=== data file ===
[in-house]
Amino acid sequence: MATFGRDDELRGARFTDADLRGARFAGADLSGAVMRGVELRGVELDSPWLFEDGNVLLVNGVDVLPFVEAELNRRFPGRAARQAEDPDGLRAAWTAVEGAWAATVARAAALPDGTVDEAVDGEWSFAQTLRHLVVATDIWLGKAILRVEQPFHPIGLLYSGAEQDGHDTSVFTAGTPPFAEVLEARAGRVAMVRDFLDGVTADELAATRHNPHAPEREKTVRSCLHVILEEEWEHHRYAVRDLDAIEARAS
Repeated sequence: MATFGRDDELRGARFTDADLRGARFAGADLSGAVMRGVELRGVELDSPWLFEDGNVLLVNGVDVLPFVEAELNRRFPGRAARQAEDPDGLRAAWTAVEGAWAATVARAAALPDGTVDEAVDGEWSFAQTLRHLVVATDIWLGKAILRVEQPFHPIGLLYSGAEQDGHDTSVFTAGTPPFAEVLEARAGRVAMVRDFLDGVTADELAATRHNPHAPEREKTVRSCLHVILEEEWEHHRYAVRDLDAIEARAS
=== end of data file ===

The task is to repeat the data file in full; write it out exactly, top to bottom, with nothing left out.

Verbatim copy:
[in-house]
Amino acid sequence: MATFGRDDELRGARFTDADLRGARFAGADLSGAVMRGVELRGVELDSPWLFEDGNVLLVNGVDVLPFVEAELNRRFPGRAARQAEDPDGLRAAWTAVEGAWAATVARAAALPDGTVDEAVDGEWSFAQTLRHLVVATDIWLGKAILRVEQPFHPIGLLYSGAEQDGHDTSVFTAGTPPFAEVLEARAGRVAMVRDFLDGVTADELAATRHNPHAPEREKTVRSCLHVILEEEWEHHRYAVRDLDAIEARAS
Repeated sequence: MATFGRDDELRGARFTDADLRGARFAGADLSGAVMRGVELRGVELDSPWLFEDGNVLLVNGVDVLPFVEAELNRRFPGRAARQAEDPDGLRAAWTAVEGAWAATVARAAALPDGTVDEAVDGEWSFAQTLRHLVVATDIWLGKAILRVEQPFHPIGLLYSGAEQDGHDTSVFTAGTPPFAEVLEARAGRVAMVRDFLDGVTADELAATRHNPHAPEREKTVRSCLHVILEEEWEHHRYAVRDLDAIEARAS